The Zoom classes follow a basic format: a warmup, then exercise with any equipment the patients have — or calisthenics for those without. Outside of the coursework, patients are encouraged to exercise multiple times a week. For Mr. Beckenstein, that looks like 45 minutes, or 3 miles, on the treadmill at a decent pace and incline, as well as some interval training.
“It’s a real workout!” he said. “When I’m finished, I am sweating. When I worked out with a trainer, I never worked up a sweat. I’ve learned that with aerobic exercise, it’s important to get my personal, maximum heart rate up.”
The rehab program continues to include an educational component, from nutrition tips to explanations of chest pain and pulmonary disease. After 36 sessions, which typically takes about three months, patients finish the course — Mr. Beckenstein being the first graduate of the remote program.
“Now I exercise because I realize it’s necessary to keep my heart healthy,” he said. “I still would rather do anything else, but know I am only cheating myself if I don’t exercise.”
In order to keep himself accountable, Mr. Beckenstein signed up for Phase 3 of the rehab program, which is self-pay and open to anyone who has certain risk factors for heart disease, such as high blood pressure or cholesterol — which is about 50 percent of the population.
“It’s not a program for the general public,” Ms. Swiatocha said, “but in a way, it kind of is because so much of the general public has heart disease — or risk factors for heart disease.”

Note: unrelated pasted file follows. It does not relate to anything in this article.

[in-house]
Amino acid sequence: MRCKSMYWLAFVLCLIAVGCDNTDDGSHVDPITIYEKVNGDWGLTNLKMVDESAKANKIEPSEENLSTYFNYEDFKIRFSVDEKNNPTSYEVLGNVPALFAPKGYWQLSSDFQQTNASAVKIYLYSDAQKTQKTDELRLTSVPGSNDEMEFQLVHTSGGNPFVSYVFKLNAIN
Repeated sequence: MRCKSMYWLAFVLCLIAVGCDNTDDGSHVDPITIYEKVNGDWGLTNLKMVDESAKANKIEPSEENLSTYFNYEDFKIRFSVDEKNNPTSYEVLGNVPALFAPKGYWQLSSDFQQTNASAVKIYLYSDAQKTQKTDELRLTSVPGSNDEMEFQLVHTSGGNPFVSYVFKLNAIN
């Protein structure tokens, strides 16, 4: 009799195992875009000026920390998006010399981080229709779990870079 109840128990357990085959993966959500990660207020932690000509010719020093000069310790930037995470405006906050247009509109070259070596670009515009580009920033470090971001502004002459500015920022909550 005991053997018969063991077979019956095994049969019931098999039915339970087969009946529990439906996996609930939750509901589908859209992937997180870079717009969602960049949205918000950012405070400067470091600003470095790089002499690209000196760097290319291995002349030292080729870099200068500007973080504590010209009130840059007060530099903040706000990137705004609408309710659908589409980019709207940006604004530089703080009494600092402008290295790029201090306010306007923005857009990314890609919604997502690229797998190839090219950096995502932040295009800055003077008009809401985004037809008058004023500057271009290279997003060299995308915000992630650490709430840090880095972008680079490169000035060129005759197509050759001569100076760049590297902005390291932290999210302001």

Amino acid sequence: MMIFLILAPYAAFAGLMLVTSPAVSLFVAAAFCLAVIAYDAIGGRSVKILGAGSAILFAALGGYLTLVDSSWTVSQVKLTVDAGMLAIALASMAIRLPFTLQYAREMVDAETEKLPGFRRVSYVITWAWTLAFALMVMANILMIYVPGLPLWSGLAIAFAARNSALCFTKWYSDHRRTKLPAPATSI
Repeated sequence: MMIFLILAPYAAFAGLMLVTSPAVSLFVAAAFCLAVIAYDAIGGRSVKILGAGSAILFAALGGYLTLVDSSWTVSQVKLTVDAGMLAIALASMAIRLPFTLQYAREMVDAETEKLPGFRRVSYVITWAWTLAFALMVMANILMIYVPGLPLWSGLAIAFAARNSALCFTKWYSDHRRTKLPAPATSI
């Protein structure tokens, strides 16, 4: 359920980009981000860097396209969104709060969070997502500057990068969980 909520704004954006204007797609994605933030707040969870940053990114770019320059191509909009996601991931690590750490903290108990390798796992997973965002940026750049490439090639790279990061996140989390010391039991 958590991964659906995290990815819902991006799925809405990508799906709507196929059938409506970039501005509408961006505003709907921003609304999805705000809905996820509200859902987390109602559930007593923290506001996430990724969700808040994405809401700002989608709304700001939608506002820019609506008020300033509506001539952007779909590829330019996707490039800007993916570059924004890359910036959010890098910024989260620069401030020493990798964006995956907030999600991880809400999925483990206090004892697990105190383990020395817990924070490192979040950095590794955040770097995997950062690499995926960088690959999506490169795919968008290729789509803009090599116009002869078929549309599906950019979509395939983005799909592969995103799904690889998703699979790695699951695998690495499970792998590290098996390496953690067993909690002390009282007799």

Even as COVID-19 restrictions lift, the remote rehab program is here to stay, even in a hybrid form, both facilitators agreed. Not only does it accommodate the pandemic-fearful community, but it also provides flexible monitoring, supervision, education and accountability as patients improve their health, strengthen their bodies and implement positive lifestyle changes — all without making a trip to the hospital.
“If there was no more COVID tomorrow, I don’t see this program going anywhere because it’s so beneficial for people that are homebound, people that are busy with work and we need to fit it into their schedule to help them,” Ms. Swiatocha said.
“And traffic!” Ms. Kraus said. “For people in Montauk, holy cow, this is like a godsend for them.”
“For people in Hampton Bays that only have until 9 or 10 a.m. to get here, forget it,” Ms. Swiatocha added. “We’ve had people quit coming even though they love the program — they quit coming because of traffic — and now we have an alternative option for them.”
Once he is able, Mr. Beckenstein said he would like to return to one-on-one instruction with a personal trainer at his gym, taking what he has learned about beneficial aerobic exercise with him — and never forgetting the rehab team that encouraged him to keep moving.
“I am very grateful to the staff at the cardiac rehab program for giving so much time and attention to me,” he said. “There were times when I was the only person in attendance in those sessions and I really felt humbled by the one-on-one time we shared.”